Source: NC Health News
New reports have found that teacher vacancy rates have increased by more than 50% in schools across the state. One of the hardest categories hit by vacancies is elementary school special education teachers, with 444.25, according to The News & Observer.
This report comes as advocates are calling for the Republican-led legislature to take action in making investments toward special education teachers.
Although the shortage of special education teachers isn’t new, the need couldn’t be any more urgent.
“In times when we see less of a shortage of other teachers, we’ve always had more difficulty to keep special ed positions fully staffed,” stated Kara Hume, a former special ed teacher and current education professor at the University of North Carolina to N.C. Health News. “It’s worse now than it has been, but it has never been great.”
According to N.C. Health News, one problem increasing the ever-growing gap is that special ed teachers often report that they don’t feel supported by their school’s administration. Teachers have noted the lack of professional development resources, and the administrative paperwork burdens they have to deal with for each student are too high.
Special education teachers frequently take on additional responsibilities outside their work, including coordinating with therapists and other health care providers and advocating for their students to be included in basic school activities, like music and art class, according to N.C. Health News.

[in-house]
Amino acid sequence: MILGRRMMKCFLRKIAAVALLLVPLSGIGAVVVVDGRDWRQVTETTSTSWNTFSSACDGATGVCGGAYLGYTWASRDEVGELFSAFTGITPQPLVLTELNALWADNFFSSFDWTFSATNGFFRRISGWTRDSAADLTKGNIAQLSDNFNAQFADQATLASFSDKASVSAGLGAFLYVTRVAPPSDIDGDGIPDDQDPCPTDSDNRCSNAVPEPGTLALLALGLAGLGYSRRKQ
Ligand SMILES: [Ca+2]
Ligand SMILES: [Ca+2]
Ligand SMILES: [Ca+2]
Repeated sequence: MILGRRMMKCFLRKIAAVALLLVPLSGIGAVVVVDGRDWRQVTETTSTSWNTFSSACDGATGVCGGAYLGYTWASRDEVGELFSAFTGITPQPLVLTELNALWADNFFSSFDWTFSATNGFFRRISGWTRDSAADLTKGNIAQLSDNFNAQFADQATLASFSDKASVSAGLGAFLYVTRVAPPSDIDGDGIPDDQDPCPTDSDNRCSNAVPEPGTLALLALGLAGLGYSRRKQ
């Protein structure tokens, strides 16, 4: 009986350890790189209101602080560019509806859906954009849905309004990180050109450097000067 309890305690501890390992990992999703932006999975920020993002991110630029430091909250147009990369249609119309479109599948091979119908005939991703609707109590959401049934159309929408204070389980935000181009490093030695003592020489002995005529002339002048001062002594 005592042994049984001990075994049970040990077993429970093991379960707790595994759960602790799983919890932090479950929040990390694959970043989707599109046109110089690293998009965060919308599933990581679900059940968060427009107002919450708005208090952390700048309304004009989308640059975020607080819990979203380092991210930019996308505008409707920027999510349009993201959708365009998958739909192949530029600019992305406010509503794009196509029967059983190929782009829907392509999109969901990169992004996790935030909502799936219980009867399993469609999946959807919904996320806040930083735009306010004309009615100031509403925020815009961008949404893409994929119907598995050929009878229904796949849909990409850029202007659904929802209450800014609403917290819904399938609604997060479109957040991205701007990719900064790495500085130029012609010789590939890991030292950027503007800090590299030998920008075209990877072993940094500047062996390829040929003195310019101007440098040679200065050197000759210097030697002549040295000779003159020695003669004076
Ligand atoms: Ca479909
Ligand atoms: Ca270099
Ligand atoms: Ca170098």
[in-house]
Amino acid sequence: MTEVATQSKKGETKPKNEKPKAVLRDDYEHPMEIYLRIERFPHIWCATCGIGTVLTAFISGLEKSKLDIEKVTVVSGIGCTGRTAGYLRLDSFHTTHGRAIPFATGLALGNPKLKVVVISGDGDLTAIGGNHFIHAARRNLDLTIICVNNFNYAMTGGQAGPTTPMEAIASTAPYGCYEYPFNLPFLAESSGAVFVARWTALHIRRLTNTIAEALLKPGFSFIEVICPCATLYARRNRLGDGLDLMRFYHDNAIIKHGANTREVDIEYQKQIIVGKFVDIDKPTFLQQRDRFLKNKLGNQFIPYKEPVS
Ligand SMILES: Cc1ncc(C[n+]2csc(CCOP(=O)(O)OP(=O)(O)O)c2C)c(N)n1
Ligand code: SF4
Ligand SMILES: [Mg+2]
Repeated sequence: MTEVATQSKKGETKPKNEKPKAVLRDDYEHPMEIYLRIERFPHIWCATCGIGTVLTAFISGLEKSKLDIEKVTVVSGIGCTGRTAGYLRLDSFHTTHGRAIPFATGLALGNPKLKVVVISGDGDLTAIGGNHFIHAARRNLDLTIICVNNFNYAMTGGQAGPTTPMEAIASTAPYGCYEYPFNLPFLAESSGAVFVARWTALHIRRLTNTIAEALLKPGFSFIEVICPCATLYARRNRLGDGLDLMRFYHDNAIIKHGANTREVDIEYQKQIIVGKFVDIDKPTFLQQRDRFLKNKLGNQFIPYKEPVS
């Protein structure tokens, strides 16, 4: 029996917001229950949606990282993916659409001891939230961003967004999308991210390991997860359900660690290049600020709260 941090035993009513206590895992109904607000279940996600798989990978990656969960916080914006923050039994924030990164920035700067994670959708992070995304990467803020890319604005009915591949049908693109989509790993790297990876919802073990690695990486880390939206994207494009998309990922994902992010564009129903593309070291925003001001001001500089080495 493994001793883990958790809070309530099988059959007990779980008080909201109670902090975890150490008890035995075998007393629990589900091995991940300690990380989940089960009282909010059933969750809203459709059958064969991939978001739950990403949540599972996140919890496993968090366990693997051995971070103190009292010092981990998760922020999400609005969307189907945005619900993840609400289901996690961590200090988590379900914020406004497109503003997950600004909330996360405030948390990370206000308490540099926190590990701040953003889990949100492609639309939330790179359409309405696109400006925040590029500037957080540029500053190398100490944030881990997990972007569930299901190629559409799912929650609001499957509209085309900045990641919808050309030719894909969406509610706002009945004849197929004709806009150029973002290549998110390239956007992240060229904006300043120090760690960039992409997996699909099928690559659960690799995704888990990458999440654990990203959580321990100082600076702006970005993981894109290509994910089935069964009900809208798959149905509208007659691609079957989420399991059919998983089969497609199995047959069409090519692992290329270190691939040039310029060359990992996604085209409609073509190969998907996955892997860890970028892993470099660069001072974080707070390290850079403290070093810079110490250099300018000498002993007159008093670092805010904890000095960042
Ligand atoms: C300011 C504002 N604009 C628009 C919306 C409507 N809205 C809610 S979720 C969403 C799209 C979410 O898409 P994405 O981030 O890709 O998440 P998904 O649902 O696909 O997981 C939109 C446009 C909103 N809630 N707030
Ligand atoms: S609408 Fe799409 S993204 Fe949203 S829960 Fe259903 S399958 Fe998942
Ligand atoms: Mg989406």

The addition of responsibilities, lack of support, resources and funding all attribute to the profession having higher rates of burnout and turnover than other teaching specialties.
“We are failing to support our students with disabilities,” Taylor Cordes, a former Wake County Public School System high school, told WRAL. “And I mean, if you look at the data, their graduation rates are much lower, they’re much lower their discipline. And like suspension rates are much higher.”
Investments towards special education classes, resources, and educators are a big part of the state’s longest-running education funding case, known as Leandro vs. State of NC. The state Supreme Court has ruled several times that North Carolina has failed to guarantee every child with a sound, basic education in accordance with the state’s Constitution.
Over the years, the investment gap between the state’s wealthiest district and lowest-funded districts is ever-growing, and with state Republicans’ refusal to adequately fund public schools, the gap is even greater.
“One of the groups of children that are disproportionately impacted by low school funding are children with disabilities,” explained Crystal Grant, a law professor at Duke and the director of the school’s Children’s Law Clinic to N.C. Health News. “Congress has never fully funded the [Individuals with Disabilities Education Act], so those issues have been long-standing. And I think things like the pandemic and the teacher shortage just make that worse — and then if you are dealing with an under-resourced school district, that’s another strike.”
According to WRAL, researchers hired by state agencies and lawmakers have urged the North Carolina General Assembly to change how it funds services for students with IEPs for decades. In 2021, the Leandro lawsuit pushed forth a plan to boost spending per student with a disability to 2.3 times the cost of educating the average North Carolina student — the same recommendation made when the lawsuit was first filed in 1994.
However, due to little movement by state Republicans in part to consider implementing the full funding of Leandro, North Carolina remains one of six states that has placed a cap on funding for students with disabilities.